Historically, the holders of great wealth have sometimes been public benefactors, whatever their complex motives might have been. One thinks of the Carnegies, the Rockefellers, the Roosevelts, for that matter even Gates and Zuckerman. No one has ever heard Trumpeting Trump boast about the charities Real Trump has endowed, the gifts to educational institutions, hospitals, medical research, or international peace. No donations by the Trumps show that for them black lives matter, or women’s lives, or immigrants’ lives, or the lives of the sick or the disabled or the elderly. [5]

But why do so many seem to buy the harangues that Trumpeting Trump is trumpeting? A rather speculative answer is spelled out in
Blog #77b, at,
which scratches the surface of that argument.


[1] One place where Real Trump and Trumpeting Trump seem to be together is when Donald Trump, as moderator of The Apprentice on TV, says to an unsuccessful apprentice, “You’re fired!” With glee. No human concern for the consequences. A desirable attitude for a U.S. President?

[2] According to Investment News, “Trump has not done nearly as well as other American business magnates, or even a typical middle-class retiree following sound financial advice, as a review of the numbers over the past four decades shows. He is a billionaire today despite this poor performance because when he started his career, his father had already built a colossal real-estate empire. And the wealth   Donald Trump has accumulated since then has at times come at the expense of taxpayers or the banks and investors who have lent him money.” Max Ehrenfreund, “The real reason Donald Trump is so rich,” Comments 102, The Washington Post, September 3, 2015. Available at And Max Ehrenfreund, at’d-be-a-lot-richer.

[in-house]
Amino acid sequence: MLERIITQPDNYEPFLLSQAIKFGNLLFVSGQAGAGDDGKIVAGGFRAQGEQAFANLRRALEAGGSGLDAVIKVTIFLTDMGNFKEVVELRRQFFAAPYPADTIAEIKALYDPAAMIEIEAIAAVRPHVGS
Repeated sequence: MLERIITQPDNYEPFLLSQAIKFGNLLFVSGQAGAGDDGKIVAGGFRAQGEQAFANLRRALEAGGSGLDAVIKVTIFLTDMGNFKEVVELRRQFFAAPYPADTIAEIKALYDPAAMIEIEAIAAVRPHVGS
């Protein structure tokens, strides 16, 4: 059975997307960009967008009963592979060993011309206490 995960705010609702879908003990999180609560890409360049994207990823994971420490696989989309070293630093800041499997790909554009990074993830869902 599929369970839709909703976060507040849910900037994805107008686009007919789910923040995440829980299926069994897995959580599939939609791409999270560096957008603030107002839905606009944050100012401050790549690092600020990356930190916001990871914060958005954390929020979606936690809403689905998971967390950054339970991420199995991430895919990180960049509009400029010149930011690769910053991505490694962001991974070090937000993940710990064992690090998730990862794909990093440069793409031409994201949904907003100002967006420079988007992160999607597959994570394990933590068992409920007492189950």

[3] These are not ordinary folks’ omissions or based on lack of funds, but omissions of someone boasting about his wealth and seeking the highest elected office of the land, based on what he can do for its citizenry,

[4] See, for instance, the data assemble at   Trevor Hunnicutt “Donald Trump’s investment portfolio a messy hodgepodge: advisers. New disclosures by the GOP presidential candidate reveal an unclear money-management strategy, say advisers” Investment News, July 23, 2015, available at It may be because the facts referred to here can be awkward for contenders within the Republican Party who likely share many of the values that underlie Trump’s approach that they have not primary debates. They may play out differently in the general election surfaced at all prominently in the Republican campaign.

[5]These are not ordinary folks’ omissions or based on lack of funds, but omissions of someone boasting about his wealth and seeking the highest elected office of the land, based on what he can do for its citizenry,